The Crying Game offers a rare and precious movie experience. The film is an unclassifiable original that surprises, intrigues, confounds, and delights you with its freshness, humor, and honesty from beginning to end. An unlikely kind of friendship develops between Fergus, an Irish Republican Army volunteer, and Jody, a kidnapped British soldier lured into an IRA trap by Jude, another IRA member. When the hostage-taking ends up going horribly wrong, Fergus escapes and heads to London, where he seeks out Jody’s lover, a hairdresser named Dil. Fergus adopts the name “Jimmy” and gets a job as a day laborer. He also starts seeing Dil, who knows nothing about Fergus’s IRA background. But there are some things about Dil that Fergus doesn’t know, either. The Crying Game is really two plots in one, the plot with the IRA and the plot with Dil forming separate stories. It begins as a typical civil war thriller and transmutes into an alluring and strange love story. To me, this isn't really a love story in the typical sense. This story is more about loyalty and atonement than it is about anything else.
The black elements in the film: A. Setting and Atmosphere: The background of the film is during the British civil war. As we can easily see that violence, death, terrorist, and assassination are the primary mood of the film. In the same way, much of The Crying Game takes place around dingy London streets that are lined with loneliness rather than paved with gold. Dil drinks margheritas in The Metro where, in what is almost a parody of a seedy England, a second-rate singer intones The White Cliffs of Dover. Sexual identity becomes part of this scenario.
B. Character: Jody: the black British soldier is lured by Jude into an IRA trap, stays in the mind not as a military presence but as a man with savored memories, and real fears of death, which suggest his sad, gloomy, and pessimistic mood. Jude: the typical femme fatale, the IRA woman (in the second half of the film she resembles a gangster's moll), who uses her beauty to induce Jody in the bar at the very beginning of the film. In the whole story, as we can find that Jude’s brutal treatment towards Jody and her sudden appearance in London reflect her double-crossing, unloving, mysterious and desperate characteristic. Fergus: the IRA Solider, whose kind natural is encourages by Jody. After the British troops’ attack, he escapes form the IRA in Ireland and ends up in London. He changes his name and wants to have nothing to do with the IRA, but found and asked to do another mission by Jude. Despite the alienation, his kind natural helps he to transform from dilemma to disenchantment. Dil: Jody’s “girlfriend”, the only good woman is not a woman at all. He is a transvestite, and paranoia.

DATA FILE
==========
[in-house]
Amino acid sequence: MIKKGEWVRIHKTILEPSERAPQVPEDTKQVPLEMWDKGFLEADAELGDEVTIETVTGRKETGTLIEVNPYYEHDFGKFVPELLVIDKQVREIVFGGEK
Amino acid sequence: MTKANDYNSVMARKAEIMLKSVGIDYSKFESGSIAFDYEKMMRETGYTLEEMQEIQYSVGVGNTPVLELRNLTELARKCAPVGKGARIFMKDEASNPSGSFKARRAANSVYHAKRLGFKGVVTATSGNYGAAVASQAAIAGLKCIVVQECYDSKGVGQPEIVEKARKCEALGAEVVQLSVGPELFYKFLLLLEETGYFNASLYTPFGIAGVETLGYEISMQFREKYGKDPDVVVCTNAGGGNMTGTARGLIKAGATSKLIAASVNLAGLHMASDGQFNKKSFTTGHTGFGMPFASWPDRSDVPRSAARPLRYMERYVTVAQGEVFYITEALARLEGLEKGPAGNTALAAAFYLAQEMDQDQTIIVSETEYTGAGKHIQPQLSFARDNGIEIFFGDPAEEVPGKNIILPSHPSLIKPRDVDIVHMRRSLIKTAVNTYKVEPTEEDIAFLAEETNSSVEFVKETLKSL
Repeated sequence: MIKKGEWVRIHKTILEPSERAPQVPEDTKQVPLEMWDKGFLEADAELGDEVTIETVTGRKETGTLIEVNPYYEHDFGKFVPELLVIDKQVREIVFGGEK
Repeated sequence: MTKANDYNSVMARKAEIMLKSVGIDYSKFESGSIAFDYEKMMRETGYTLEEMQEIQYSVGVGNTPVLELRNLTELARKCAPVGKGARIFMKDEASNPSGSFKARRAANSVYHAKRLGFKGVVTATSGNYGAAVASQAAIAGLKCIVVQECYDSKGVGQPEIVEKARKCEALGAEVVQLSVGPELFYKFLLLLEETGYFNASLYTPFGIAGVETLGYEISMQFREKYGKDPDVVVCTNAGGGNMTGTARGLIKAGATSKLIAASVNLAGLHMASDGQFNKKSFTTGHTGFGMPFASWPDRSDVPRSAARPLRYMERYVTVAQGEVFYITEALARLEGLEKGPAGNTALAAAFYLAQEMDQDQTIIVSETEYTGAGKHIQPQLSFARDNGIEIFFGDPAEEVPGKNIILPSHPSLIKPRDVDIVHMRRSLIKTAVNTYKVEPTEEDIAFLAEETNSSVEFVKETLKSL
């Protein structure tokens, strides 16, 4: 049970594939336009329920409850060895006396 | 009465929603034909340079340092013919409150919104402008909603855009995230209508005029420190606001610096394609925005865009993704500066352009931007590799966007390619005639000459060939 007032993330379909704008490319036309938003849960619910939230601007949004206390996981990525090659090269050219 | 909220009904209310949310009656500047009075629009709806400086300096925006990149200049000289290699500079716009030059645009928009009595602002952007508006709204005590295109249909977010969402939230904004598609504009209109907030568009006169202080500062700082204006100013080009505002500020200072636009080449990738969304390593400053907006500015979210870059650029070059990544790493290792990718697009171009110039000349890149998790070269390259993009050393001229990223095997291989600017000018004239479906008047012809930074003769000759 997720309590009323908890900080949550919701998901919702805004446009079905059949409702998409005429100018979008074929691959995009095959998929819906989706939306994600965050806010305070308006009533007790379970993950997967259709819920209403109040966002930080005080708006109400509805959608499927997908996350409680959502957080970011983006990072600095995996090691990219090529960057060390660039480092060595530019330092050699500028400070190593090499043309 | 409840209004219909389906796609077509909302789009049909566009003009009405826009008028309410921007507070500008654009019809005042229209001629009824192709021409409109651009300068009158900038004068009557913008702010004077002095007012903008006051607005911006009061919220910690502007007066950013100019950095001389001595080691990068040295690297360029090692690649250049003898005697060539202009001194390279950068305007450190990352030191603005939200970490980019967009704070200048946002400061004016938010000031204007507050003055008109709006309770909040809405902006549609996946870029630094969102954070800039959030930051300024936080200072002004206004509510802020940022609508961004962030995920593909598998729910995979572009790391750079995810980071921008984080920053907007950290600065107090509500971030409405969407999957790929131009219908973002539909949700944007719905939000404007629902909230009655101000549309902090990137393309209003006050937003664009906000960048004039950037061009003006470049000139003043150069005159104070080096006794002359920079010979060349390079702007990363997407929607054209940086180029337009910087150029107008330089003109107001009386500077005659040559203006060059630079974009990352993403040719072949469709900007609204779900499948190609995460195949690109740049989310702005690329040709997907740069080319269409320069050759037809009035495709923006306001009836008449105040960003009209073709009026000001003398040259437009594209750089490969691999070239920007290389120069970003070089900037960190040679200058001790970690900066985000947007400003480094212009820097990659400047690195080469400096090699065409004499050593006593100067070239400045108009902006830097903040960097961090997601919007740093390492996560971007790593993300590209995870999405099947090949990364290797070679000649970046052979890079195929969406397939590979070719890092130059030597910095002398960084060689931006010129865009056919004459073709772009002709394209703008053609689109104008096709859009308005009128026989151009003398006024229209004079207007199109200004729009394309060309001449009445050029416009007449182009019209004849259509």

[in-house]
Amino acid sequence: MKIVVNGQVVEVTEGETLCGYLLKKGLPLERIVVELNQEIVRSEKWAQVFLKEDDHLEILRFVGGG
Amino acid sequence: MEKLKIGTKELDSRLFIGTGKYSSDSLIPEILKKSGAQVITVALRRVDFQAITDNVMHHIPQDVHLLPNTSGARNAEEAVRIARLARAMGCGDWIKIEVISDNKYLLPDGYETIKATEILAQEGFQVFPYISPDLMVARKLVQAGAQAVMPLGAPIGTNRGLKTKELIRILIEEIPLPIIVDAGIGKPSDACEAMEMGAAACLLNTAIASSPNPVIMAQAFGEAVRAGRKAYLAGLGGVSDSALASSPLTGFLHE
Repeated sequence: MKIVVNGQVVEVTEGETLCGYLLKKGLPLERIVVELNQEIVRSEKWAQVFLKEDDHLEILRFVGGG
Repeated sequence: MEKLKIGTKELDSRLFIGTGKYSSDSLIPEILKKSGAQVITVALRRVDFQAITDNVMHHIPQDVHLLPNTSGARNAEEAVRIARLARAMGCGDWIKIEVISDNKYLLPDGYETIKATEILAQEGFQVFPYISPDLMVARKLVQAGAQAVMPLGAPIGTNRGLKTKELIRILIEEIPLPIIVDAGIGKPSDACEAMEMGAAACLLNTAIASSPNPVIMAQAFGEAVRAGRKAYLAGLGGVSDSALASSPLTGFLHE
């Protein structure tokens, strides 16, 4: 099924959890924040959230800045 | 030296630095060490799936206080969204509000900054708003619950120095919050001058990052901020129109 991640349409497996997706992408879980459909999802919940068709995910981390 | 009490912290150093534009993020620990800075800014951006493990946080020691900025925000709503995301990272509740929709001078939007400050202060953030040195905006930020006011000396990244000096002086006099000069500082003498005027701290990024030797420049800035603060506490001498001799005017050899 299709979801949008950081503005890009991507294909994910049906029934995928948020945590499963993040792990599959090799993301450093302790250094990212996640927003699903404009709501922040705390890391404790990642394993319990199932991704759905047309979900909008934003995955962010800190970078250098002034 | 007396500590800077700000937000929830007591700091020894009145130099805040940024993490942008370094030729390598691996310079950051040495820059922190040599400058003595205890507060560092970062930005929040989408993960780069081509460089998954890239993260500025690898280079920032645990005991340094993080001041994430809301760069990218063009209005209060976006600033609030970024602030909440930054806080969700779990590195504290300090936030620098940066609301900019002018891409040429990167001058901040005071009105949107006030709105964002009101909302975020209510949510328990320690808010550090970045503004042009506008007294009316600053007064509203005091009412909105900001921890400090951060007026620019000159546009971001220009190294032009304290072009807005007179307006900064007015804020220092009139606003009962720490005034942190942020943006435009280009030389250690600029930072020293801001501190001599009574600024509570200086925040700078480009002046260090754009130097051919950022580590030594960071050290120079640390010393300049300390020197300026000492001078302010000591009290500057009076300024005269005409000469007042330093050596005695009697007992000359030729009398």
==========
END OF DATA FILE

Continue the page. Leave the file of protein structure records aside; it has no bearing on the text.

C. The Black humor in the film: As the title indicates, music is important in the film as, indeed, it is an essential element in Jordan's work. The song from which The Crying Game takes its name was a Sixties’ hit. Other songs play a central role that becomes more apparent as the film goes on. They include “When A Man Loves A Woman and, in a neat touch at the end, Stand By Your Man . That last song leaves the audience laughing. The film has many other moments of humour and the script is often hilarious. One such moment occurs when Fergus helps Jody, whose hands are tied, to pee. Dil’s friends celebrated in the barber’s as Dil finds a boyfriend. Etc.
To sum up, this film is wonderful on so many levels. The storyline is heartbreaking and suspenseful, and it tugs at your heart too. Keep an open mind - there's a lot more to it than the "secret" that you probably already know about.